If I was buying a budget router for my parents or a friend with modest Internet needs, it would be the Cisco Linksys E3200.
For $65, you’re not going to find a better cheap router than a refurbished Cisco E3200. The router launched at $150 in mid-2011 and has since dropped to about 80 bucks new. Refurbished units on Amazon are even cheaper at around $65. With a 90 day warranty (the new models come with a year), at that price you’re getting a router that’s better than some models that cost $100.
However, even a good budget router is still a budget router. All of my personal experience using routers and my hours of research tell me the same thing: An expensive router is worth every penny. They’re way faster, more stable under heavy load (like browsing, playing online games and streaming HD video simultaneously), and have much better range. For those needs, I recommend the high-end ASUS RT-N66U at $170 or the ASUS RT-N56U at $110, which is older but still one of the most powerful routers around.
If none of those things are important for you – maybe you just need a router for basic web browsing, emails, and Youtube in a small house – you’ll be fine with a budget router like the Cisco Linksys E3200.
The E3200 is a step up from our previous budget pick, the E2000, but thanks to the refurbished pricing it’s actually cheaper than a new E2000, which currently runs for $85 on Amazon. The E3200 adds support for dual-band wireless, which means it can broadcast 802.11n wireless over 2.4GHz and 5GHz frequencies simultaneously. A lot of routers in the budget range, like the E2000, are either too old or too cheap to support dual-band. Dual-band is a great feature: It lets people with older 802.11b/g devices use the 2.4Ghz frequency, while faster devices can take advantage of the faster 5GHz.
In benchmarks on networking site SmallNetBuilder, which has tested dozens of routers, the E3200 averaged download throughput of about 40Mbps over 2.4Ghz wireless. The ASUS N56U, for reference, scored about 48Mbps on the same chart. Over 5GHz, the E3200 got 38Mbps to the ASUS’ 58Mbps. Our favorite router reviewer, Dong Ngo of CNET, got faster speeds out of both routers and even saw the Cisco score slightly faster than the ASUS in 2.4GHz performance. On the 5GHz band, the ASUS was faster at 112Mbps, but the Cisco E3200 still put out a lot of speed at 95Mbps. Range was limited, too, but only by a few dozen feet compared to the more expensive model.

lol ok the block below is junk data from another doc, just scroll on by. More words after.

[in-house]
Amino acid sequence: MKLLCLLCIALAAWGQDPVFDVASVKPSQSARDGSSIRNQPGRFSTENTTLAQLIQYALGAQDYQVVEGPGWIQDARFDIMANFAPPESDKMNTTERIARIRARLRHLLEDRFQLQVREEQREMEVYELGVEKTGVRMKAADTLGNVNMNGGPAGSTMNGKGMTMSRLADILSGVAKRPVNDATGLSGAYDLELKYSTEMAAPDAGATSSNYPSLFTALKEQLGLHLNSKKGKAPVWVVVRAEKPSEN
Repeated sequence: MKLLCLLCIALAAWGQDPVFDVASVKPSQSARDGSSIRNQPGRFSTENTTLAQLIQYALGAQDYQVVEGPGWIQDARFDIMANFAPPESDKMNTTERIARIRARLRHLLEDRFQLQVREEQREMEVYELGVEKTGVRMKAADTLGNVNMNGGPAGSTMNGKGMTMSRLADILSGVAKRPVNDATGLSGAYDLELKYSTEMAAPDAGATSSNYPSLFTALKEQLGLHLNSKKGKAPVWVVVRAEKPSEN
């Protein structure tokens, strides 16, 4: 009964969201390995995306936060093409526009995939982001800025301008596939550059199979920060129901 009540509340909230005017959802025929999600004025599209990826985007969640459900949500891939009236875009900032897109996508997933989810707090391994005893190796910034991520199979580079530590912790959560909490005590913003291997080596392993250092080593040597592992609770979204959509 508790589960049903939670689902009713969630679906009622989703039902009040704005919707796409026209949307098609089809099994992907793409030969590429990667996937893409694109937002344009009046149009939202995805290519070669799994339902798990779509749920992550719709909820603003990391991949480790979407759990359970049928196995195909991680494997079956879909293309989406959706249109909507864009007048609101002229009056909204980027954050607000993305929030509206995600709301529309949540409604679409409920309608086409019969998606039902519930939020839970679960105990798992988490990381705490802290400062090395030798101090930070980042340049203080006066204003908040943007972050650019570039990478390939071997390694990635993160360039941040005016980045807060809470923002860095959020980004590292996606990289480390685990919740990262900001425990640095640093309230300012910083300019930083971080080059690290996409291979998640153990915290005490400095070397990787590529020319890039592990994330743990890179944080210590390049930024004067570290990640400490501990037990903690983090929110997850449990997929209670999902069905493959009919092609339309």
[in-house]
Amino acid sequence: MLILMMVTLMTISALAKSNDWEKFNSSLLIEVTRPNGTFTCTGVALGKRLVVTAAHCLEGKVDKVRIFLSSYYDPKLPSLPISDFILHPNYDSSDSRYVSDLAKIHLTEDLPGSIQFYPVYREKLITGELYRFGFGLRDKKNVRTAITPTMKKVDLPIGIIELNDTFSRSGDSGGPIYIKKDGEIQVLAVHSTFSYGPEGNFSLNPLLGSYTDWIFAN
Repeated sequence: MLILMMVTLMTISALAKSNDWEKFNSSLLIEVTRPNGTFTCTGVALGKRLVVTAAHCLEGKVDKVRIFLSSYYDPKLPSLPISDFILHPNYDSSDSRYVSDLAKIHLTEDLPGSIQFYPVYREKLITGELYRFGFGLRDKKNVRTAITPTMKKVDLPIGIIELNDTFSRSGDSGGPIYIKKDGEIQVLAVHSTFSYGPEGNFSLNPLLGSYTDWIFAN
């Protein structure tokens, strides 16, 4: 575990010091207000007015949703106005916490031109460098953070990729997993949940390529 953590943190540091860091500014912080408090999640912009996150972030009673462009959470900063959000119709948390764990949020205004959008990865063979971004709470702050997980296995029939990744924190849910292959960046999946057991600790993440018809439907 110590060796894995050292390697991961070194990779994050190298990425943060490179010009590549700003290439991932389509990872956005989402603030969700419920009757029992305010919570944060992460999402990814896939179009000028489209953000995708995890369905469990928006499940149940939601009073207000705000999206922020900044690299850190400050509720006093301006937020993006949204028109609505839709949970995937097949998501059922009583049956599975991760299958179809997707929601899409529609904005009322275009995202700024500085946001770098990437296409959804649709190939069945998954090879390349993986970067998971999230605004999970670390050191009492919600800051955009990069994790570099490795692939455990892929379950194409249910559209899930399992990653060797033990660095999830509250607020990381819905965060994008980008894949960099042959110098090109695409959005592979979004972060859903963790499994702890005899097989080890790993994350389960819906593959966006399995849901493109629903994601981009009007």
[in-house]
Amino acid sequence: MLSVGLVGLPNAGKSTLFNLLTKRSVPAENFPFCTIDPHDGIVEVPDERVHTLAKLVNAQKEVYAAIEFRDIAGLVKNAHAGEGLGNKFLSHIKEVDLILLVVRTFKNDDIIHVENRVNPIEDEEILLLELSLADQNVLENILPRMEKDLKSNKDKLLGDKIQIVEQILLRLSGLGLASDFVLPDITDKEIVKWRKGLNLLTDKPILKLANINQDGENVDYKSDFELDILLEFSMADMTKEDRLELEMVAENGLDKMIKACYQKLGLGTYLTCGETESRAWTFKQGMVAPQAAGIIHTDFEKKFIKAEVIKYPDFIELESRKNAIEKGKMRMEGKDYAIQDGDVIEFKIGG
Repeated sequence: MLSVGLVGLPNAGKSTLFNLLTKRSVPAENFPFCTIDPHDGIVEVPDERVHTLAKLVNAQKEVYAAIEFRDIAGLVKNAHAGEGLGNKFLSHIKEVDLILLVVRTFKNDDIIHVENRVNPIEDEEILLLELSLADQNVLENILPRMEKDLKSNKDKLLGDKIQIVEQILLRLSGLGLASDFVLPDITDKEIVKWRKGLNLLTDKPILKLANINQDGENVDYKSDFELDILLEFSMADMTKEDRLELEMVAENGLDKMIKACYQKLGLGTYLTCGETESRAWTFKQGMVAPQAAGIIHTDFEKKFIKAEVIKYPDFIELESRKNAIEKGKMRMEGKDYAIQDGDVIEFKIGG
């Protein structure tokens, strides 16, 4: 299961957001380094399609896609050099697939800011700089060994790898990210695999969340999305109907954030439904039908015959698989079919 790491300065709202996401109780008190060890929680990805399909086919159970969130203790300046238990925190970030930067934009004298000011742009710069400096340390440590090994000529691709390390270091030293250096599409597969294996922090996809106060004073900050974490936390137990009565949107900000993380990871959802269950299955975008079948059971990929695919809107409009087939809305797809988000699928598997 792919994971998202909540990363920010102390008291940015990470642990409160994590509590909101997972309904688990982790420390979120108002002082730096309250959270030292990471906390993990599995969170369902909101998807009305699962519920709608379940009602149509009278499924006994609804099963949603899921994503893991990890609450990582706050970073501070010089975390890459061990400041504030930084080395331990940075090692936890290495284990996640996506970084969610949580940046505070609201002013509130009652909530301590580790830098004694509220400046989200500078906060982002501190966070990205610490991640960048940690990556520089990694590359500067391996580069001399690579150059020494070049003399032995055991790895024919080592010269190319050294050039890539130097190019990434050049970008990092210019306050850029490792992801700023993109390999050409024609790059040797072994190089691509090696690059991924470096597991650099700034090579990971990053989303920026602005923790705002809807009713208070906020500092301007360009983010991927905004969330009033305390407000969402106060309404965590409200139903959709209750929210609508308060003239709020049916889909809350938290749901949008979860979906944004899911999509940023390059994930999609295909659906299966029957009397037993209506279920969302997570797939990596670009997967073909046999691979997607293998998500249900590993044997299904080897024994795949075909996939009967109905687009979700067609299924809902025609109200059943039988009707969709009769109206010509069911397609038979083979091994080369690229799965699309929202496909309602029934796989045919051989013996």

In English: If your eyes glossed over at those stats, know this – this router is fast enough for a home internet connection in a small apartment.
The Linksys E3200 has gigabit Ethernet ports, which are useful for transferring big files very quickly over a wired network. Unlike the older E2000, the newer E3200 supports network-attached storage via USB, so you can plug a hard drive into the router and access it from your laptop. (Although the file serving ability on this router is about as slow as an old USB drive at best.)
Pro router reviewers like this thing.
Dong Ngo pointed out that the E3200 comes with an improved web interface that includes all the functionality of Cisco’s desktop software: “Unlike for the original Linksys E series, everything you can do with Cisco Connect can also be done through the E3200′s Web interface. … (For routers in the original E series, such as the E3000, neither the software nor the Web interface has complete control over the router’s features and settings, and they can’t be used together.) For better control over the router, savvy owners of the E3200 can and should skip Cisco Connect entirely.”
Ngo awarded the E3200 4 out of 5 stars and praised its wireless range: “The Linksys E3200 also did well in our 48-hour stress test, not disconnecting once during that period. It offered great range, too, in our tests at about 290 to 300 feet for both 5GHz and 2.4GHz bands.”
PCMag awarded the Cisco Linksys E3200 the same score, writing “Cisco Linksys has the easiest router setup on the market with the E3200. It’s a speedy, dual band with just enough advanced features for more technical users.”
Tim Higgins of SmallNetBuilder liked it too. When talking about the E3200′s performance, Higgins said, ”of particular note is the drastic throughput reduction for the E3200 when using Auto 20/40 mode and lower signal levels. I’ve consistently said that running in 40 MHz mode can actually decrease performance under lower signal conditions. And the E3200 proves that point in spades! Running downlink yields average throughput around 5 Mbps in test locations D, E and F, while uplink is about half that.”
Most routers that cost $70 or less lack something the E3200 offers. Some of the most popular routers on Amazon, like the Linksys WRT54GL, are so old they don’t even support 802.11n. Others like the Medialink Wireless N, Belkin N150 and D-Link DIR-655 support 802.11n but aren’t dual-band.
Netgear’s N600 (WNDR3400) is a close competitor, and as of this writing it costs only $40 on Amazon refurbished. That’s a great deal – while the N600 lacks gigabit Ethernet ports, it scored 60Mbps in CNET’s 2.4GHz tests, 5Mbps faster than the Cisco. It’s dual-band and posts faster network-attached storage speeds than the Cisco, too: 46Mbps writes compared with 32Mbps. However, it’s much slower on the 5GHz band and since all modern computers hit the N-band pretty hard, we’d go with the Linksys, which is only 20 bucks more.
If you’re not interested in picking up a refurb, go with an ASUS RT-N56U. For the 30 extra dollars the 56U would cost you above the price of brand new E3200, you’ll be getting a superior piece of hardware.
I recommend the refurbished Cisco Linksys E3200 for its speed and price. But if you’re on the fence about buying a refurb or can spare the money and want more performance and range out of your router, make the step up to the RT-N56U. It packs a lot more power for file transfers between machines or for reaching the far corners of a larger abode.